VeganDotCom I should ask Foer how he's already managed to accomplish a million times more for farmed animals than what you've done. @AbVeganNumerous tweets from various animal advocates imploring Marcus to elaborate upon what it was, exactly, that Foer had supposedly accomplished that was a million-fold better than Kochanowicz for "farmed animals" more or less went unanswered (albeit with Marcus' repeated insistence that Foer's having merely appeared on "Martha and Ellen" was somehow concrete evidence of his having made a difference in the lives of the animals we enslave to slaughter and eat). Other ignored tweets pointed out that on his own website's main page, Foer directs people to where they can buy locally raised turkeys to eat. Why indeed, as Kochanowicz asked, would a vegan who claims to be pro-veganism get excited over interviewing someone who exploits animals and enables and assists others in exploiting them?
So on with the interview...
Marcus starts the interview off gushing over how much he and Foer have in common, particularly since they've both written about factory farming (Marcus returns to this gushing state several times in his interview, but in the interest of not overstating what was already embarrassingly overstated, I'll refrain from revisiting it myself). They talk about the wrongful vilification of farmers, described by Foer as being mostly people who "care" about the animals they raise for food, but who are somewhat helpless when it comes to whatever technology they use to confine and kill and who are ultimately driven by consumer demand. Where demand driving exploitation is concerned, they get it right. Unfortunately the portrayal of helpless and caring farmers gets carried a bit far by Foer as he goes on about all of the farmers he met who were bona fide members (or former members) of PETA. He then goes to talk about what he calls "values" these farmers apparently share with "animal rights activists", citing this as the reason there is a need for animal activists to move "away from obsession with the divisive questions which, frankly, right now, in America, are not the relevant questions".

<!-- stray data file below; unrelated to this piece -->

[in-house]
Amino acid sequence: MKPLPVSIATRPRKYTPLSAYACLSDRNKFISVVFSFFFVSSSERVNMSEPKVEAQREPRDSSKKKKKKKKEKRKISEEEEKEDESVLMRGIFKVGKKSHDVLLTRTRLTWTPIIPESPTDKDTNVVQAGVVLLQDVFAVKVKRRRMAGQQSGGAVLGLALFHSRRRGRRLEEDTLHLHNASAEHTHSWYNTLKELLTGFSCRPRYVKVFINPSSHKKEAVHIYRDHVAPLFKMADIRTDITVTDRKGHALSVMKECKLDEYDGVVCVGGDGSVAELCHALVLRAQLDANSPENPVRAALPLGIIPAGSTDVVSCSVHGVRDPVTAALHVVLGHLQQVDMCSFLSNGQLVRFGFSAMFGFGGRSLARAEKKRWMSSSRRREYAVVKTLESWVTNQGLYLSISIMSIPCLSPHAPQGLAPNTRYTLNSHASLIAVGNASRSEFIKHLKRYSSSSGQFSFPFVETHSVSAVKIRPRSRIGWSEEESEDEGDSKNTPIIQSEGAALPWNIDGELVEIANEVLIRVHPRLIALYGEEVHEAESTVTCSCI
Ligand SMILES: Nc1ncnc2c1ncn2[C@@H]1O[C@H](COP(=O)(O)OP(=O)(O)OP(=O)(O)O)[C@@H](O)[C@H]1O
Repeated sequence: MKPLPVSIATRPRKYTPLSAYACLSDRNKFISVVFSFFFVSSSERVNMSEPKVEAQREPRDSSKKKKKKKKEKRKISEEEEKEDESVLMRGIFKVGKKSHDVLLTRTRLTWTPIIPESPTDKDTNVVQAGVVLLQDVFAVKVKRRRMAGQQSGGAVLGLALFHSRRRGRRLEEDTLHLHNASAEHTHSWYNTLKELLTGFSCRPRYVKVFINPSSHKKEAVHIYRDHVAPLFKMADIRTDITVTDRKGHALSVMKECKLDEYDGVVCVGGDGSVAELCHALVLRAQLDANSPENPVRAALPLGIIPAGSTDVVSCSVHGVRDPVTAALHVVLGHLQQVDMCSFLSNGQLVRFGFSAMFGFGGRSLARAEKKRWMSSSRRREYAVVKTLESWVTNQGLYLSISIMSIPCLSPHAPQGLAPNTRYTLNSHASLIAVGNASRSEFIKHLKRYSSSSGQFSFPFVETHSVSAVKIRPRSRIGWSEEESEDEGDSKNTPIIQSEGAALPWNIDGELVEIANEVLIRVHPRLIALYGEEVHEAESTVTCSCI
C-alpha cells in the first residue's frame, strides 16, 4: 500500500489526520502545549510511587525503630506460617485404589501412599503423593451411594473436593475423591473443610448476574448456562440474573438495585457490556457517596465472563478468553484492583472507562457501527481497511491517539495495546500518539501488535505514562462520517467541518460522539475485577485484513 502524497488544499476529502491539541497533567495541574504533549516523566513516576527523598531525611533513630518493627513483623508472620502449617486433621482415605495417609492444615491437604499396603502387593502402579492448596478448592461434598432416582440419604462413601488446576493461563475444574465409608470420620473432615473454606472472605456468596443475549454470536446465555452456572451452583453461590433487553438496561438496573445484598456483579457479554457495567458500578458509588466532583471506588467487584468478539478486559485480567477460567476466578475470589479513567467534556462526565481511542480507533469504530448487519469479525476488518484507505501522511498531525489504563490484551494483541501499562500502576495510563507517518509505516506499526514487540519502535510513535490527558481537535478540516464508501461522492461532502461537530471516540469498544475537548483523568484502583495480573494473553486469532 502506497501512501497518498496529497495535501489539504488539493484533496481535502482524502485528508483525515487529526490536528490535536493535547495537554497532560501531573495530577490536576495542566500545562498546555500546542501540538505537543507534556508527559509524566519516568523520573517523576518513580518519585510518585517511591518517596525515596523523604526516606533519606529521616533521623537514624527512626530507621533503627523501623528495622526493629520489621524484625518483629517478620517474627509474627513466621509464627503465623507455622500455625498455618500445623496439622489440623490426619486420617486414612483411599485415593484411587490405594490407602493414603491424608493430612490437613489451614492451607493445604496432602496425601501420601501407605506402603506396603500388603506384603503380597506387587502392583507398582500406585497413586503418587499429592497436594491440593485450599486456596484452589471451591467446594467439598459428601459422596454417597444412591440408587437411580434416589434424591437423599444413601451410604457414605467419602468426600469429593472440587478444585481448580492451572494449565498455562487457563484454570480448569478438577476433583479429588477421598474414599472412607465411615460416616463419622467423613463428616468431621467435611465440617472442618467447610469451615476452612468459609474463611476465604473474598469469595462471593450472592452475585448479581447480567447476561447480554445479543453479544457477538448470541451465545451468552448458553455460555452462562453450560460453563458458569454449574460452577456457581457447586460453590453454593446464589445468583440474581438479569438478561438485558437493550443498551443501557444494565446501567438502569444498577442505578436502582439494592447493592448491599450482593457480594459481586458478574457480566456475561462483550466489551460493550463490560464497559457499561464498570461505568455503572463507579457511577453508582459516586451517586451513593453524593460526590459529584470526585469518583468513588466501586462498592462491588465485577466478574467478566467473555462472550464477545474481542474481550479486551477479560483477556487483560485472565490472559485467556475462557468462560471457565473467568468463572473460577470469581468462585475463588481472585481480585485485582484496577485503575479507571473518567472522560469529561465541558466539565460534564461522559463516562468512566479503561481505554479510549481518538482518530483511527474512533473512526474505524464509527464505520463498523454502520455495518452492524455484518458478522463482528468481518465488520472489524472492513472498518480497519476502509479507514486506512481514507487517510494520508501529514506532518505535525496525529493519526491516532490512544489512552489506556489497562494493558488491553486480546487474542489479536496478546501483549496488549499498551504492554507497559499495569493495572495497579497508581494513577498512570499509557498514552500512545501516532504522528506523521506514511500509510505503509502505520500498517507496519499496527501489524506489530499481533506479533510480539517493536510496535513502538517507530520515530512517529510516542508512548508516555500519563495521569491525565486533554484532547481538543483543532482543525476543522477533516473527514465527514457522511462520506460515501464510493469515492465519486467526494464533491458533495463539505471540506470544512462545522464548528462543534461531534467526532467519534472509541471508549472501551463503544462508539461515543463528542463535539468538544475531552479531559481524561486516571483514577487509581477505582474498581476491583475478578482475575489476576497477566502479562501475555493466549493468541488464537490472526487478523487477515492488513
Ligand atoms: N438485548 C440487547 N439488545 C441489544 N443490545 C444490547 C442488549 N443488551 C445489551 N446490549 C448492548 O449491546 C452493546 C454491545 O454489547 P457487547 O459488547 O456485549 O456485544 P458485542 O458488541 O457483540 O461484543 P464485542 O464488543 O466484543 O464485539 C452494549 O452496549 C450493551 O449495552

At this point, I wondered how much coaching Marcus did before this interview. I don't recall Foer ever using the term 'divisive' before, but it's been volleyed at abolitionists (and particularly at Prof. Gary L. Francione) innumerable times to silence differing opinions (usually when those abolitionists' opinions involve rejecting regulationist welfarism--which perpetuates the continued exploitation of nonhuman animals--and insisting on vegan advocacy that has as its goal the end of the exploitation of nonhuman animals). It's no wonder that Foer would conflate animal advocates with farmers, or confuse animal rights advocates with animal welfare advocates, given that throughout the interview, Marcus himself refers to the animal movement as the "vegetarian movement" and sometimes seems to use 'vegan' and 'vegetarian' interchangeably. But I'm getting sidetracked when there's so much more to cover...
I'll be doing that in Part II of my Marcus/Foer love-in review tomorrow.